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Economy-wide effects of El Niño / Southern Oscillation (ENSO) in Mexico and the role of improved forecasting and technological change

  • Harris, Rebecca Lee
  • Robinson, Sherman

Weather fluctuations, such as those caused by the El Niño Southern Oscillation (ENSO), add to the riskiness associated with agricultural production. Improved predictive capacity may help ameliorate negative impacts of climate and weather shocks on agriculture, but it is possible that the benefits of an improved forecast will be distributed unevenly. In particular, poor farmers may not have access to improved forecasts, or they may not have the means to adapt to new weather information. This paper uses a stochastic computable general equilibrium (CGE) model to examine the distributive effects of improved forecasting of ENSO in Mexico. The particular focus is on agriculture, one of the most vulnerable sectors in the face of ENSO, as well as a sector which provides income to many of the country's poorest households. The model is used to investigate the responsiveness of various sectors of the economy under different degrees of improved predictive capacity and improvements in agricultural technology....The results show that while agricultural losses are small as a share of the overall economy, improved forecasting techniques can eliminate these losses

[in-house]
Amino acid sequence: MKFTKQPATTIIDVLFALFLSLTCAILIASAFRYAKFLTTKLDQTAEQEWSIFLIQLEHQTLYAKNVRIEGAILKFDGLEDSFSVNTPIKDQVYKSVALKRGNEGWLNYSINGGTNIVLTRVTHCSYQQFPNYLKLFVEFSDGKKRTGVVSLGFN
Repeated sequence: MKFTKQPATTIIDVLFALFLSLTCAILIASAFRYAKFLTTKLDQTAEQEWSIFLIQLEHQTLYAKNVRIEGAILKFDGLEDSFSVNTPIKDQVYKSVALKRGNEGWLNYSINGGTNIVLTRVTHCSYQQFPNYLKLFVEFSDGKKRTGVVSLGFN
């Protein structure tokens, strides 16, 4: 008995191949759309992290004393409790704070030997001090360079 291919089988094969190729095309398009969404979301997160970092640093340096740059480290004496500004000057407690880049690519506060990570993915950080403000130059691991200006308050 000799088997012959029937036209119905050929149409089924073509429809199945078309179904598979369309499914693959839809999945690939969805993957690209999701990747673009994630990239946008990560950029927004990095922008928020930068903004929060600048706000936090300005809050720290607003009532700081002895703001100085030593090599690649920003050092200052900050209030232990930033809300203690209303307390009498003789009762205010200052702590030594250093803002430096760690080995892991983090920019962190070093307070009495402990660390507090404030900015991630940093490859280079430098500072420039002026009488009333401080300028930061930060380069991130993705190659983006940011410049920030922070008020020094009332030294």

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Paper provided by International Food Policy Research Institute (IFPRI) in its series TMD discussion papers with number 83.

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Date of creation: 2001
Date of revision:
Handle: RePEc:fpr:tmddps:83
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  1. Löfgren, Hans & Harris, Rebecca Lee & Robinson, Sherman, 2001. "A standard computable general equilibrium (CGE) model in GAMS," TMD discussion papers 75, International Food Policy Research Institute (IFPRI).
  2. Israel Finkelshtain & James A. Chalfant, 1991. "Marketed Surplus under Risk: Do Peasants Agree with Sandmo?," American Journal of Agricultural Economics, Agricultural and Applied Economics Association, vol. 73(3), pages 557-567.
  3. Arndt, Channing & Tarp, Finn, 2000. "Agricultural Technology, Risk, and Gender: A CGE Analysis of Mozambique," World Development, Elsevier, vol. 28(7), pages 1307-1326, July.
  4. Edgardo Moscardi & Alain de Janvry, 1977. "Attitudes Toward Risk Among Peasants: An Econometric Approach," American Journal of Agricultural Economics, Agricultural and Applied Economics Association, vol. 59(4), pages 710-716.
  5. Andrés Casco & José Romero, 1997. "Propuesta de gasto público para el campo," Estudios Económicos, El Colegio de México, Centro de Estudios Económicos, vol. 12(1), pages 67-90.
  6. Harris, Rebecca Lee, 2001. "A computable general equilibrium analysis of Mexico's agricultural policy reforms," TMD discussion papers 65, International Food Policy Research Institute (IFPRI).
  7. Mary E. Burfisher & Sherman Robinson & Karen Thierfelder, 2000. "North American Farm Programs and the WTO," American Journal of Agricultural Economics, Agricultural and Applied Economics Association, vol. 82(3), pages 768-774.
  8. Adelman, Irma & Berck, Peter, 1990. "Food security policy in a stochastic world," Journal of Development Economics, Elsevier, vol. 34(1-2), pages 25-55, November.
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